Tag Archives: Children Incorporated

Insufficient Food for Growing Kids

As the name suggests, Cannonsburg Elementary is located in the isolated and rural town of Cannonsburg, Kentucky in Boyd County. Like many of Kentucky’s Eastern Coal Field communities, Cannonsburg has suffered dramatically from the decline of the coal mining industry.

At the height of the coal operations, Boyd County was an essential and active port city for the transport of coal along the Ohio River. Today, many of its residents live in abject poverty. Illiteracy and high dropout rates are significant problems in this area.

Ruth and Renée in Cannonsburg Elementary School’s Resource Center

Fortunately for children living in Boyd County, Cannonsburg Elementary School provides them with a beautiful and bright learning space and a welcome distraction from the struggles that their families face. But even though children don’t have to think about the hardships in their lives during school hours, the reality is that they often return home to empty refrigerators and cabinets with no food on the weekends.

A lot of children in need

According to our Director of U.S. Programs, Renée Kube, Cannonsburg Elementary School serves 276 children in Pre-K through 5th grade.

Even though children don’t have to think about the hardships in their lives during school hours, the reality is that they often return home to empty refrigerators and cabinets with no food on the weekends.

On a recent visit to the school, our volunteer coordinator, Ruth, told Renée that she has over 80 of those children in attendance on her Weekend Backpack Feeding Program. Ruth is sure that without the program, these children would have little or no food to eat on Saturdays and Sundays when they are not at school where they receive free or reduced-price breakfast and lunch.

This is a harsh reality for many children in our program all over the United States. But thankfully, because of dedicated volunteer coordinators like Ruth, sponsored and unsponsored children in our program can rely on weekly food bags to take home on Friday afternoons that ensure they are being fed when not in school.

A struggling family

Ruth sends food from the food pantry home with dozens of children every weekend.

During her time at Cannonsburg Elementary School, Renée had a chance to meet two brothers who are benefiting from our sponsorship program and the Resource Center’s Weekend Backpack Feeding Program.

Carter and Josiah* are two of seven children in their family, ranging in ages from three to nineteen years old. Their parents are separated, and Carter and Josiah’s mom — who works full time at McDonald’s — is mainly raising the children alone.

Ruth describes their mother as responsible and loving to her children, but it is tough for her to provide for everything they need. The Weekend Backpack Feeding Program helps them a lot — as do Carter and Josiah’s sponsors.

Ruth also mentioned to Renée she is planning on enrolling more of their siblings in our program so they can have sponsors too that can provide for their basic needs.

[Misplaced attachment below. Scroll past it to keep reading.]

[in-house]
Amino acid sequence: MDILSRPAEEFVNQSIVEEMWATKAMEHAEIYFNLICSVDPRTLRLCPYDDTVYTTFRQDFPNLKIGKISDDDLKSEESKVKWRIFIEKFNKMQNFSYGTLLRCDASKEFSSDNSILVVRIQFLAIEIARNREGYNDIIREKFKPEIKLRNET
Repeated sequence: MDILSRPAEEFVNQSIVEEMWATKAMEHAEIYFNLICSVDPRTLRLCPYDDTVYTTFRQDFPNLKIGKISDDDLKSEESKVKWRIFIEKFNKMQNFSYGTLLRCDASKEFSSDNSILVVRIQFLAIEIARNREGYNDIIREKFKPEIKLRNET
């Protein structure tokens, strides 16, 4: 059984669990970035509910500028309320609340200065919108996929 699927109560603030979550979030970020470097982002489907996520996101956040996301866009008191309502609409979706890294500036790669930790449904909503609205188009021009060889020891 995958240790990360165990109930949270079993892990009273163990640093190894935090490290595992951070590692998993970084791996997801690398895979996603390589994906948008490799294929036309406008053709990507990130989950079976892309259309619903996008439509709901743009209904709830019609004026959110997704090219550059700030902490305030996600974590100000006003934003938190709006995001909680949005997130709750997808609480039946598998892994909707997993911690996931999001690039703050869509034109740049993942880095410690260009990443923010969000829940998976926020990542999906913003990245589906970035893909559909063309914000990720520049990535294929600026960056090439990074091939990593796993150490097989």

*Names changed to protect the children.

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HOW DO I SPONSOR A CHILD IN KENTUCKY?

You can sponsor a child in Kentucky in one of two ways: call our office at 1-800-538-5381 and speak with one of our staff members, or email us at sponsorship@children-inc.org.

A Decline in Enrollment

Emmalena Elementary School is located on State Highway 550 in the western part of Knott County, Kentucky just west of the community of Clear Creek.

“The community of Clear Creek was the site of a 1970s women’s occupation and protest against strip and surface mining, especially the practice that allowed coal operators to tear up private land to reach underground minerals,” explains Renée Kube, Children Incorporated’s Director of U.S. Programs.

Renée is pictured with one of our sponsored children at Emmalena Elementary School.

“Some small, independent operators had opened mines, made quick profits, and then left, leaving the community to cope with damaged land and polluted water.”

“Today the community feels loyalty to the operators who ran good mines but still mourns the loss of good jobs while hoping and looking ahead to the future,” said Renée.

Leaving home to find work

On a trip to Knott County to visit our affiliated project Emmalena Elementary, Renée met with our volunteer coordinator at the school, Pam.

Pam told Renée that because of the mine closures, parents were forced to leave Clear Creek to find work outside of town. As a result, the school had shown a significant decline in enrollment in recent years.

Of those parents who were able to stay in Clear Creek, some found jobs in the county seat or by commuting to Hazard for work daily. Others are self-employed at a variety of work from fixing cars to cutting wood.

Unfortunately, many of these jobs are low-paying, and the community has a high poverty rate — 89% of students receive free or reduced lunch through the National School Lunch Program.

Pam feels fortunate to have other additional resources to help her find inexpensive items for the many children at her school that are living in poverty.

Shopping for kids in need

Emmalena Elementary School educates 196 children from kindergarten to eighth grade. During their meeting, Pam told Renée that she likes to take advantage of Back-to-School sales in July at stores in nearby Hazard so that she can maximize the number of clothes, shoes, book bags and school supplies she can purchase with funds provided by our sponsors.

Pam makes another big shopping trip in December for winter clothing including warm outfits, coats and snow boots for sponsored children who would otherwise go without these important items in the cold winter months.